as a self-catering holiday. (In California, it usually comes down to closed courtrooms.) Four other states include Lincoln, with Washington included


third event on Mondays in February, with the occasion being called Washington Lincoln Day (Colorado, Ohio), Washingtons and Lincolns Birthday (Minnesota), and Washington and Lincolns Day (Utah).

Celebrated in February, Black History Month also has its roots in the 19th century celebration of Lincoln’s birthday on the 12th, and abolitionist Frederick Douglass’ birthday on the 14th.

In one year, 1939, Washington’s birthday was claimed by American Nazis, who held a veritable Americanism event in New York City on February 20 with an image of the first president flanked by swastikas and the Stars and Stripes.

Several idiosyncratic states will go their own way in February. Alabama omits Lincoln and gives the third Monday to Washington and fellow Southerner Thomas Jefferson, even though Jefferson was born in April. Nine states don’t have it on their official calendars at all, including Florida, North Carolina, and Kentucky (where Lincoln was born).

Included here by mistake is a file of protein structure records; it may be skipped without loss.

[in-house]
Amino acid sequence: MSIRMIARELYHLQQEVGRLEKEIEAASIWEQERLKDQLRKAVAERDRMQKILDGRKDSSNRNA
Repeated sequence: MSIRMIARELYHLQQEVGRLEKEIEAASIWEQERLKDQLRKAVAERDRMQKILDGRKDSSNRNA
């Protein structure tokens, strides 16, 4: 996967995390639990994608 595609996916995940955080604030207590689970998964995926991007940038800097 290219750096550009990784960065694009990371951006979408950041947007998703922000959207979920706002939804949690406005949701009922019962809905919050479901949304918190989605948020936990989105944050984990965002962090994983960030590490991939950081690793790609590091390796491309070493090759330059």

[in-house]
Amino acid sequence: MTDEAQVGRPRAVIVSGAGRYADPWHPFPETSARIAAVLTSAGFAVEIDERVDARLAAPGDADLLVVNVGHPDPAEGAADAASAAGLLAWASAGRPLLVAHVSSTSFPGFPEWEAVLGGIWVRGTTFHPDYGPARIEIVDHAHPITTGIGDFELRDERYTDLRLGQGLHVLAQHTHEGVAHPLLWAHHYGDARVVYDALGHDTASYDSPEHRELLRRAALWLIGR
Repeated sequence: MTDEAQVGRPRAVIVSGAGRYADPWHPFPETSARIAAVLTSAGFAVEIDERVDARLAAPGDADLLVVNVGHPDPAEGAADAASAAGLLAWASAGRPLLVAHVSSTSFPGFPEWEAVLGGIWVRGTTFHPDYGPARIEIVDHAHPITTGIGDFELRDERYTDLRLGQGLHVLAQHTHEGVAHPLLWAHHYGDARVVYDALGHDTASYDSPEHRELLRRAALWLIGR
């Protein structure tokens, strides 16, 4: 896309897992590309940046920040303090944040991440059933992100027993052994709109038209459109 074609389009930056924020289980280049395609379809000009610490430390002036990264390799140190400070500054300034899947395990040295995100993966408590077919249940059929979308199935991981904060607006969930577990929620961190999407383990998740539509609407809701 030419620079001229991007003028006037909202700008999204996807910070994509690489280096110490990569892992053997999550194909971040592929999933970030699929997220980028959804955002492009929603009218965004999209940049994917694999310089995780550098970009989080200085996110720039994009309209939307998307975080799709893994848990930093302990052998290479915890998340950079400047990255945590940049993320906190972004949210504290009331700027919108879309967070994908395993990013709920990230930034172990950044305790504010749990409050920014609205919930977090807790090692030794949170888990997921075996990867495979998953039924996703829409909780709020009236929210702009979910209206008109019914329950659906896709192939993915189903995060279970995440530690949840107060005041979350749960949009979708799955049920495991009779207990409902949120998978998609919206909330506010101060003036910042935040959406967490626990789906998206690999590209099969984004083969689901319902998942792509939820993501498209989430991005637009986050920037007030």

However, most people know the day as President’s Day, with or without the apostrophe, which seems to wander aimlessly. Somehow you can place huzzah for Washington and/or Lincoln, or any president, on the placemat.

But even taking into account Apostrophe Confusion Syndrome, on many holidays dogs actually mostly talked about the big guy.

And it’s not Millard Filmore, Franklin Pierce or John Tyler. It’s not who you vote for in November.

It’s Washington.

Still, t

The man himself has told Americans to guard against the deception of so-called patriotism, so go easy on the powdered wigs.

And then there’s Washington’s memorable description of a bad bed: together, a Little StrawMatted [and] one Thread Bear blanket with double the weight of pests such as lice and fleas, etc.

A new mattress might be the best way to celebrate.

Virginia Heffernan is a regular contributor to Wired and writes a newsletter, Magic and Loss, at